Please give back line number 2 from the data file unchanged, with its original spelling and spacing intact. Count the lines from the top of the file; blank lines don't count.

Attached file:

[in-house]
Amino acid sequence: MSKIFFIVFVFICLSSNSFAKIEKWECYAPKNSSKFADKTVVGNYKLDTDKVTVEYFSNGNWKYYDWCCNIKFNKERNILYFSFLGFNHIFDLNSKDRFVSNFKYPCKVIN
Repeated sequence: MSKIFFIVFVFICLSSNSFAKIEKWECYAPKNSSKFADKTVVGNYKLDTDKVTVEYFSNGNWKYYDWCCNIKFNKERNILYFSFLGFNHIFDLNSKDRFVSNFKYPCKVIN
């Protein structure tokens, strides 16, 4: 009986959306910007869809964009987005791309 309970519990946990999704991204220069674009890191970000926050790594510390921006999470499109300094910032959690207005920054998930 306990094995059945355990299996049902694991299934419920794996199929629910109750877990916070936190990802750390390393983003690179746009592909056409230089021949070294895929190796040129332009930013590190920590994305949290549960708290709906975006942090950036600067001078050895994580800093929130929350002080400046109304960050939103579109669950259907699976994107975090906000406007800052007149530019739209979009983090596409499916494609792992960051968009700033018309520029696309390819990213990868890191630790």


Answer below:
Amino acid sequence: MSKIFFIVFVFICLSSNSFAKIEKWECYAPKNSSKFADKTVVGNYKLDTDKVTVEYFSNGNWKYYDWCCNIKFNKERNILYFSFLGFNHIFDLNSKDRFVSNFKYPCKVIN